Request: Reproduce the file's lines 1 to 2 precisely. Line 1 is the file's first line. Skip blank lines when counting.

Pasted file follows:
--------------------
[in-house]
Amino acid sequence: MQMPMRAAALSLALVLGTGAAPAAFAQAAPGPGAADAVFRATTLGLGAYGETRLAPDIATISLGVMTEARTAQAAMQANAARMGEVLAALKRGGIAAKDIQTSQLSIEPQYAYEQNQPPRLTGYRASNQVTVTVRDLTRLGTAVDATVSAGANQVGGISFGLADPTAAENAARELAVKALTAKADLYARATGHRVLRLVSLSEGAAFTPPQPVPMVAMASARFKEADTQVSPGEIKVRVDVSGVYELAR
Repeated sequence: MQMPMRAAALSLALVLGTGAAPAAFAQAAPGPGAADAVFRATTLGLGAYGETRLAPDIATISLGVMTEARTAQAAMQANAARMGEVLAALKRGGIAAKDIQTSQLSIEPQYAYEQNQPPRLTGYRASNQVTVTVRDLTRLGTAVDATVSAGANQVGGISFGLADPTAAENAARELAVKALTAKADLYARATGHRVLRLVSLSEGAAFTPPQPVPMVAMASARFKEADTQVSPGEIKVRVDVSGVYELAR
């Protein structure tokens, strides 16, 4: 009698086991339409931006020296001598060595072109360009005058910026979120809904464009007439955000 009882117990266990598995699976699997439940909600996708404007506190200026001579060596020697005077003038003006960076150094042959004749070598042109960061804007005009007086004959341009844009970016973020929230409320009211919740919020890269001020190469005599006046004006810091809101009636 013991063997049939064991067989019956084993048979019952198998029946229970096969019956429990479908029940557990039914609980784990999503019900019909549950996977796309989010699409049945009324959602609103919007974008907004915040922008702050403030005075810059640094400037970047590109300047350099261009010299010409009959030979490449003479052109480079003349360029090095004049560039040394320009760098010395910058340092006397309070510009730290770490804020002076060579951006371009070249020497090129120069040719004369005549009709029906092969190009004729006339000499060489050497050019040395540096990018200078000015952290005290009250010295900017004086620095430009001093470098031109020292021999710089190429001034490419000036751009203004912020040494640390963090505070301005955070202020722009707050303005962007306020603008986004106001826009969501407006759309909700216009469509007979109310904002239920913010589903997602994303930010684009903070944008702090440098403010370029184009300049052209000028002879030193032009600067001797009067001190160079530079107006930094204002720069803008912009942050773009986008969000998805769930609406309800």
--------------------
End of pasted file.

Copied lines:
[in-house]
Amino acid sequence: MQMPMRAAALSLALVLGTGAAPAAFAQAAPGPGAADAVFRATTLGLGAYGETRLAPDIATISLGVMTEARTAQAAMQANAARMGEVLAALKRGGIAAKDIQTSQLSIEPQYAYEQNQPPRLTGYRASNQVTVTVRDLTRLGTAVDATVSAGANQVGGISFGLADPTAAENAARELAVKALTAKADLYARATGHRVLRLVSLSEGAAFTPPQPVPMVAMASARFKEADTQVSPGEIKVRVDVSGVYELAR